Flores v. The City of New York et al

Filing 68

OPINION & ORDER: re: 48 MOTION for Summary Judgment, filed by The City of New York. For the reasons stated above, Defendant's motion for summary judgment is granted. The Clerk of Court is directed to close all pending motions an d mark this case as closed. The Clerk of Court is further directed to mail a copy of this Opinion and Order to the Plaintiff and note service on the docket, and as further set forth in this order. (Signed by Judge William H. Pauley, III on 7/31/2017) (ap)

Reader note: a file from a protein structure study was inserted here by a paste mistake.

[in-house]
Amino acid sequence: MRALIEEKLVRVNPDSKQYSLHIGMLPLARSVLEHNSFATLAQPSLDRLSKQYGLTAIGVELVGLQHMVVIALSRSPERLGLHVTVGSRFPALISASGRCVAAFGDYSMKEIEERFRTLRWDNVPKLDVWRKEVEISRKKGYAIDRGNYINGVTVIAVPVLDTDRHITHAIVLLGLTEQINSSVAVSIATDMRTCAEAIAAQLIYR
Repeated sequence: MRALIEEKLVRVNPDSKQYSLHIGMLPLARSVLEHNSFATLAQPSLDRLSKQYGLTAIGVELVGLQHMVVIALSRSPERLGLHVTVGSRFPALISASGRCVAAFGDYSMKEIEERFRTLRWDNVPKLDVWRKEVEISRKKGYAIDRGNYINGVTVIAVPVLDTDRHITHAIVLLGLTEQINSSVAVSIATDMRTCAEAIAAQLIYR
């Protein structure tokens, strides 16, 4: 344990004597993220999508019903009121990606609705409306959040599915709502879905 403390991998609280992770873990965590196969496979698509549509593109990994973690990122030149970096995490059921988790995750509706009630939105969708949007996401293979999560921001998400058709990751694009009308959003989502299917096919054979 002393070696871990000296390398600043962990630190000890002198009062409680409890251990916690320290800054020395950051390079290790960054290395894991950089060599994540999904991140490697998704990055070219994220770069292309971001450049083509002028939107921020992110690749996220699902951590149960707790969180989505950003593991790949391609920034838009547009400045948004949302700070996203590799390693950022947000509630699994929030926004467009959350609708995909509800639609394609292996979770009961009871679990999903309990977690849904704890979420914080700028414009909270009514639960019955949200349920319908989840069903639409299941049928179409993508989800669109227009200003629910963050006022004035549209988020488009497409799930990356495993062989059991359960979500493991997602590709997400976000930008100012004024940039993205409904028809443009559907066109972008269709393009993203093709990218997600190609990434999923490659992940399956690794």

Download PDF